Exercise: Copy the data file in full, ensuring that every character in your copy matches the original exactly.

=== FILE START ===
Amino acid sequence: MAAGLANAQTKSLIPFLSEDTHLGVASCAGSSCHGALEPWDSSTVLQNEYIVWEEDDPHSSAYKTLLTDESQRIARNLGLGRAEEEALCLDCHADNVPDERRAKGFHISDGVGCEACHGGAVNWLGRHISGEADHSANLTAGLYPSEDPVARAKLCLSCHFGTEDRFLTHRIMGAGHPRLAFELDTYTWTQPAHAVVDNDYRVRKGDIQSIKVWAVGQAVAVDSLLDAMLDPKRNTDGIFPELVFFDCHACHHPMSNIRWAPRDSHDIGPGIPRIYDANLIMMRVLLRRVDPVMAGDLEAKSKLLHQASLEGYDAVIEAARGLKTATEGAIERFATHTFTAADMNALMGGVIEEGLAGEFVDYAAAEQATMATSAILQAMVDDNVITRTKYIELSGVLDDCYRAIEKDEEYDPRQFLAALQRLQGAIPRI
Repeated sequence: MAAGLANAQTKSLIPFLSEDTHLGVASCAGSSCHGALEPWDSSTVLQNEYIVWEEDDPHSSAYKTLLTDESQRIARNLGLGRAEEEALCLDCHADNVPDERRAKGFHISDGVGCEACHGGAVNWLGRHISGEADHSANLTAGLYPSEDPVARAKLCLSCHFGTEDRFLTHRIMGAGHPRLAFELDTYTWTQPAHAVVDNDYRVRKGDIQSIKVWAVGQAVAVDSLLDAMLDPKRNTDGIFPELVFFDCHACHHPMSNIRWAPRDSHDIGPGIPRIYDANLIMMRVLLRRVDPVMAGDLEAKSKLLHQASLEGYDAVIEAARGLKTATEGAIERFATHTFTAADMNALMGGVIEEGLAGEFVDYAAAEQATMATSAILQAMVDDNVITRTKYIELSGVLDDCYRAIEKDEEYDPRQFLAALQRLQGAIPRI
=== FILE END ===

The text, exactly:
Amino acid sequence: MAAGLANAQTKSLIPFLSEDTHLGVASCAGSSCHGALEPWDSSTVLQNEYIVWEEDDPHSSAYKTLLTDESQRIARNLGLGRAEEEALCLDCHADNVPDERRAKGFHISDGVGCEACHGGAVNWLGRHISGEADHSANLTAGLYPSEDPVARAKLCLSCHFGTEDRFLTHRIMGAGHPRLAFELDTYTWTQPAHAVVDNDYRVRKGDIQSIKVWAVGQAVAVDSLLDAMLDPKRNTDGIFPELVFFDCHACHHPMSNIRWAPRDSHDIGPGIPRIYDANLIMMRVLLRRVDPVMAGDLEAKSKLLHQASLEGYDAVIEAARGLKTATEGAIERFATHTFTAADMNALMGGVIEEGLAGEFVDYAAAEQATMATSAILQAMVDDNVITRTKYIELSGVLDDCYRAIEKDEEYDPRQFLAALQRLQGAIPRI
Repeated sequence: MAAGLANAQTKSLIPFLSEDTHLGVASCAGSSCHGALEPWDSSTVLQNEYIVWEEDDPHSSAYKTLLTDESQRIARNLGLGRAEEEALCLDCHADNVPDERRAKGFHISDGVGCEACHGGAVNWLGRHISGEADHSANLTAGLYPSEDPVARAKLCLSCHFGTEDRFLTHRIMGAGHPRLAFELDTYTWTQPAHAVVDNDYRVRKGDIQSIKVWAVGQAVAVDSLLDAMLDPKRNTDGIFPELVFFDCHACHHPMSNIRWAPRDSHDIGPGIPRIYDANLIMMRVLLRRVDPVMAGDLEAKSKLLHQASLEGYDAVIEAARGLKTATEGAIERFATHTFTAADMNALMGGVIEEGLAGEFVDYAAAEQATMATSAILQAMVDDNVITRTKYIELSGVLDDCYRAIEKDEEYDPRQFLAALQRLQGAIPRI